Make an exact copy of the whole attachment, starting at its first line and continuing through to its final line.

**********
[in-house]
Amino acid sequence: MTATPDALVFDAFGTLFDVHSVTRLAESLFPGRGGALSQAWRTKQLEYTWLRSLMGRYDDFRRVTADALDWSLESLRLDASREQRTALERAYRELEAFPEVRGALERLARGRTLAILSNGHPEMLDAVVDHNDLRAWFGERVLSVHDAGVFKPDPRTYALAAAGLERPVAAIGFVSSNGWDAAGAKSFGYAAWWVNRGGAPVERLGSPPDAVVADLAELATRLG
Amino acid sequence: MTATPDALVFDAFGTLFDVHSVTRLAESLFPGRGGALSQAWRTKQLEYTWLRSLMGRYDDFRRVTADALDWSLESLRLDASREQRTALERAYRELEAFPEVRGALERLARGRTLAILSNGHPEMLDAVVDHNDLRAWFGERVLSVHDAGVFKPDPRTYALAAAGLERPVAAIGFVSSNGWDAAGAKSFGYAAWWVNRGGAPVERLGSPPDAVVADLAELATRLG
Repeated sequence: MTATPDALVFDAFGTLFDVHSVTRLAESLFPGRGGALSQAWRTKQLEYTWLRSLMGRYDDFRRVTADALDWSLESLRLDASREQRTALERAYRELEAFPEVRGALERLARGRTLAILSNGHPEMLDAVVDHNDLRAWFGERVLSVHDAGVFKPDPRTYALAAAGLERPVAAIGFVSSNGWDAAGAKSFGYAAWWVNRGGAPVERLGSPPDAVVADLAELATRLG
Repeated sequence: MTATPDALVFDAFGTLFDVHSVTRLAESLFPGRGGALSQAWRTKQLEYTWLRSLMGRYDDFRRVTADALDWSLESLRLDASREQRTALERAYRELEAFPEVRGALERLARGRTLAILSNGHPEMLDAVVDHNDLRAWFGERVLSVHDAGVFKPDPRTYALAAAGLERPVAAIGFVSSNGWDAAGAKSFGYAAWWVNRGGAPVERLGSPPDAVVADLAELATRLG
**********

[in-house]
Amino acid sequence: MTATPDALVFDAFGTLFDVHSVTRLAESLFPGRGGALSQAWRTKQLEYTWLRSLMGRYDDFRRVTADALDWSLESLRLDASREQRTALERAYRELEAFPEVRGALERLARGRTLAILSNGHPEMLDAVVDHNDLRAWFGERVLSVHDAGVFKPDPRTYALAAAGLERPVAAIGFVSSNGWDAAGAKSFGYAAWWVNRGGAPVERLGSPPDAVVADLAELATRLG
Amino acid sequence: MTATPDALVFDAFGTLFDVHSVTRLAESLFPGRGGALSQAWRTKQLEYTWLRSLMGRYDDFRRVTADALDWSLESLRLDASREQRTALERAYRELEAFPEVRGALERLARGRTLAILSNGHPEMLDAVVDHNDLRAWFGERVLSVHDAGVFKPDPRTYALAAAGLERPVAAIGFVSSNGWDAAGAKSFGYAAWWVNRGGAPVERLGSPPDAVVADLAELATRLG
Repeated sequence: MTATPDALVFDAFGTLFDVHSVTRLAESLFPGRGGALSQAWRTKQLEYTWLRSLMGRYDDFRRVTADALDWSLESLRLDASREQRTALERAYRELEAFPEVRGALERLARGRTLAILSNGHPEMLDAVVDHNDLRAWFGERVLSVHDAGVFKPDPRTYALAAAGLERPVAAIGFVSSNGWDAAGAKSFGYAAWWVNRGGAPVERLGSPPDAVVADLAELATRLG
Repeated sequence: MTATPDALVFDAFGTLFDVHSVTRLAESLFPGRGGALSQAWRTKQLEYTWLRSLMGRYDDFRRVTADALDWSLESLRLDASREQRTALERAYRELEAFPEVRGALERLARGRTLAILSNGHPEMLDAVVDHNDLRAWFGERVLSVHDAGVFKPDPRTYALAAAGLERPVAAIGFVSSNGWDAAGAKSFGYAAWWVNRGGAPVERLGSPPDAVVADLAELATRLG